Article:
The Broken Girls

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By Simone St. James; reviewed by Jeannette Hartman

Soon after a wealthy widow starts to renovate decrepit Idlewild, once a girls’ boarding school of last resort, a body is found at the bottom of a well.

For journalist Fiona Sheridan, it’s an echo of the past: 20 years earlier, the body of her older sister Deb was dumped on Idlewild’s sports field. Her clothes were ripped and her face bloodied.
The police arrested Tim Christopher, Deb’s boyfriend. He was convicted and sent to prison. But details of the investigation never fit for Fiona.
Now with the anniversary of her sister’s death approaching, the discovery of another body and the renovation of Idlewild, Fiona wants to write an in-depth story about the property and its history.
Both her editor and her boyfriend, Jaime Creel, have misgivings. Jaime, a policeman and the son and grandson of police chiefs in Barrons, VT, believes her grief is leading her into an unhealthy obsession.
Author Simone St. James alternates Fiona’s story with those of four suite mates who lived at Idlewild in 1950: the beautiful, trouble-making Katie Winthrop, the illegitimate CeCe Ellesmere, the athletic Roberta Greene; and French refugee and Ravensbrücke survivor Sonia Gallipeau.
Woven through these stories is the ghost of Mary Hand, who appears as a veiled woman in black — or a scratching at a window, a disembodied voice, a wave of cold air or touching hands. She has terrorized students at Idlewild for decades. Mary was the daughter of the family that lived on the property before the school was built in 1919. Generations of Idlewild students have written about seeing or hearing her in the margins of their Latin textbooks, where teachers never look.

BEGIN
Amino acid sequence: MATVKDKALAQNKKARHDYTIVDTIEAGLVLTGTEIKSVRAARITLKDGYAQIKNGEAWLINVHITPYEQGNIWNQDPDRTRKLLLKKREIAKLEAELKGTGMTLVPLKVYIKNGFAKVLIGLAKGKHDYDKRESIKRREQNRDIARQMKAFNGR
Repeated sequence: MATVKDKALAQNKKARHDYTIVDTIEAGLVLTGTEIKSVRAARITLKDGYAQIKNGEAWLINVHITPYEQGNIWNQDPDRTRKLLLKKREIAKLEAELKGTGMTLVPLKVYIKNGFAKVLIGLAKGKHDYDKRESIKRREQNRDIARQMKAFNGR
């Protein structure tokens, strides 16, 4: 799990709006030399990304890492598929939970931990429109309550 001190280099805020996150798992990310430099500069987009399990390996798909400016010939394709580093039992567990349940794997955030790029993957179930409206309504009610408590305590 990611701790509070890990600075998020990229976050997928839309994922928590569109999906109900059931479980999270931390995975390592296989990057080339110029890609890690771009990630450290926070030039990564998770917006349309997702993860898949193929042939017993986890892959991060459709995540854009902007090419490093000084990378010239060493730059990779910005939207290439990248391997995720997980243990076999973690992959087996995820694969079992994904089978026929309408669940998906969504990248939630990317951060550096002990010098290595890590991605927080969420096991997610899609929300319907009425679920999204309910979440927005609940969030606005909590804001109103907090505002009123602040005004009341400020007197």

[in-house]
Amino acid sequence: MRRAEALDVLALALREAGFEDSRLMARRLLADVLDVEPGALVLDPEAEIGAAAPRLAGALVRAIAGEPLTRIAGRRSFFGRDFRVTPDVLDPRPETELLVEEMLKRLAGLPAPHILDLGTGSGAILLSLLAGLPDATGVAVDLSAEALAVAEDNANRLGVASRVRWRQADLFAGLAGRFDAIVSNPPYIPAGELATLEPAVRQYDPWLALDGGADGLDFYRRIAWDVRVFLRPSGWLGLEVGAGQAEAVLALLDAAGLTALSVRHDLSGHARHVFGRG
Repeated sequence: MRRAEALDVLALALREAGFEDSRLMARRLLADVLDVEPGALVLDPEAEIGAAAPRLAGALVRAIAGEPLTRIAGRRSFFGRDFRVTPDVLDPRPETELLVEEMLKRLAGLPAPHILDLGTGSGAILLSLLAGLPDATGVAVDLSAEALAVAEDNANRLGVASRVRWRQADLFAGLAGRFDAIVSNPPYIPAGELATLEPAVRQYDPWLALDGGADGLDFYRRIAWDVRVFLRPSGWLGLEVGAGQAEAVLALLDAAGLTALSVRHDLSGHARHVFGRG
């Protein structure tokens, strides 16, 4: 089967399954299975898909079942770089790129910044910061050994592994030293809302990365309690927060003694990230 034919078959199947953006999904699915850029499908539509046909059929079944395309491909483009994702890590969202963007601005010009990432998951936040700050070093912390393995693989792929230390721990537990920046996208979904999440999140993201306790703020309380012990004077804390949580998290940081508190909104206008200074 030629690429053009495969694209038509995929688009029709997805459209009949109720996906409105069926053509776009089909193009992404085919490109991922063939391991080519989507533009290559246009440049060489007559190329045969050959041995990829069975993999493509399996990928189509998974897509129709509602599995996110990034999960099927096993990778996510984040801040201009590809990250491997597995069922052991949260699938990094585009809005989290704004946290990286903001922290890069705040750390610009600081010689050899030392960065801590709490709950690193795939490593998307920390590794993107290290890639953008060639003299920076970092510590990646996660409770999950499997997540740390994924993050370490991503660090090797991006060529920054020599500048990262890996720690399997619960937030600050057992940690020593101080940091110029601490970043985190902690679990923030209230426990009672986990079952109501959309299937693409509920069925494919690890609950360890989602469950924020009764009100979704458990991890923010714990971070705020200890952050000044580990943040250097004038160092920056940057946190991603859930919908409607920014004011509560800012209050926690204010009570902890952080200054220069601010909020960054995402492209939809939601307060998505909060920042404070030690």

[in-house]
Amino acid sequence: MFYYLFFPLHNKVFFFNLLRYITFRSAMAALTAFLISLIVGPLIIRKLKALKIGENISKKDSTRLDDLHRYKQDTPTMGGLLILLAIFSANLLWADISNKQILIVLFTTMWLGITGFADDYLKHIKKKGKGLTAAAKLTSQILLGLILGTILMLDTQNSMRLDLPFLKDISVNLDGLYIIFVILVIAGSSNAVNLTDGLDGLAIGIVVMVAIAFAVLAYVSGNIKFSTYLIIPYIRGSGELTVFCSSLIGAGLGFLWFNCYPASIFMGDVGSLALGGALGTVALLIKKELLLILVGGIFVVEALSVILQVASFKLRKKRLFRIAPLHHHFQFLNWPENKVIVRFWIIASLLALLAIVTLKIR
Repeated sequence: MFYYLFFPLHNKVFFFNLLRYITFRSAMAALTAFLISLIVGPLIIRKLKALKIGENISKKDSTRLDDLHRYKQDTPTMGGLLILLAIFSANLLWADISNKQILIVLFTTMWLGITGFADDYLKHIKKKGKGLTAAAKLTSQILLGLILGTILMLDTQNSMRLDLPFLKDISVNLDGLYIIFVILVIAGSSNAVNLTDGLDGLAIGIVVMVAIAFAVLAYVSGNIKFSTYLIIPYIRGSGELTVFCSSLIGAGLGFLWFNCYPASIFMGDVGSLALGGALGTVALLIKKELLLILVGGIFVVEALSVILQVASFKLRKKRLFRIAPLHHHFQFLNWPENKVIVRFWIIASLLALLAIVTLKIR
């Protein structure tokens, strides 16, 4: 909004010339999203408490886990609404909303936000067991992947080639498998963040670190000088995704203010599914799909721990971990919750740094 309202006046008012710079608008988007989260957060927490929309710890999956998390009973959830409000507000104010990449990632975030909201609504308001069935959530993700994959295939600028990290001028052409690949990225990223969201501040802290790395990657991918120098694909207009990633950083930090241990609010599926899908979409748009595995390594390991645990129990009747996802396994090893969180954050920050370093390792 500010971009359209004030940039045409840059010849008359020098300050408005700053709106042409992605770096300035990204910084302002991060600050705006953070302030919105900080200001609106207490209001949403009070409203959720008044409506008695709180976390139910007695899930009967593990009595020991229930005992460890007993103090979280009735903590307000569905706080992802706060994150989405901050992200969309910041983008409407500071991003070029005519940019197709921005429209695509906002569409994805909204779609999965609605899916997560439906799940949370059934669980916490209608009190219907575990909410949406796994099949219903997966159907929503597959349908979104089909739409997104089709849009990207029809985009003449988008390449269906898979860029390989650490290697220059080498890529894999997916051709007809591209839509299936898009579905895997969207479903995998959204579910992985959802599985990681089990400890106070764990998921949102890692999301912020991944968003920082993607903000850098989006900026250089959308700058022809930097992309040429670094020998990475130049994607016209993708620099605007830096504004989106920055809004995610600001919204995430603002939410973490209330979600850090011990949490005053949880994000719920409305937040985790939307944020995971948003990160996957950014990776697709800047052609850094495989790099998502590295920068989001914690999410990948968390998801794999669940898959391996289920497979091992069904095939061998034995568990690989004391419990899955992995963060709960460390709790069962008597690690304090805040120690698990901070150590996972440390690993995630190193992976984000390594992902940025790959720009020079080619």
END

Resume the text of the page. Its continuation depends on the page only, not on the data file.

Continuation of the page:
This is a classic ghost-haunting story mingled with ordinary corruption. It’s also a tale of friendship, loyalty and loss. If you’re a regular reader of author Simone St. James, there are elements of this story that will seem familiar — the dual time lines, a haunted place and multiple mysteries.
This is well-done story-telling with a satisfying surprise ending. It’s not as well done as THE SUN DOWN MOTEL, but still a pleasure.
If atmospheric, dual time lines and multiple mysteries are to your taste, you might also enjoy Jennifer McMahon’s THE INVITED and WINTER PEOPLE.


About the Author: Simone St. James

Canadian author Simone St. James worked behind the scenes in television for 20 years before leaving to write full time.

Her first published novel was THE HAUNTING OF MADDY CLARE, which won two RITA Awards from the Romance Writers of America and an Arthur Ellis Award from Crime Writers of Canada.

Although THE SUN DOWN MOTEL is set in the 1982 and 2017, most of her books are set in England during the 1920s, including LOST AMONG THE LIVING (2016), THE OTHER SIDE OF MIDNIGHT (2015), SILENCE FOR THE DEAD (2014), and AN INQUIRY INTO LOVE AND DEATH (2013), which was nominated for an Arthur Ellis Award.

She lives outside Toronto with her husband and a spoiled rescue cat.




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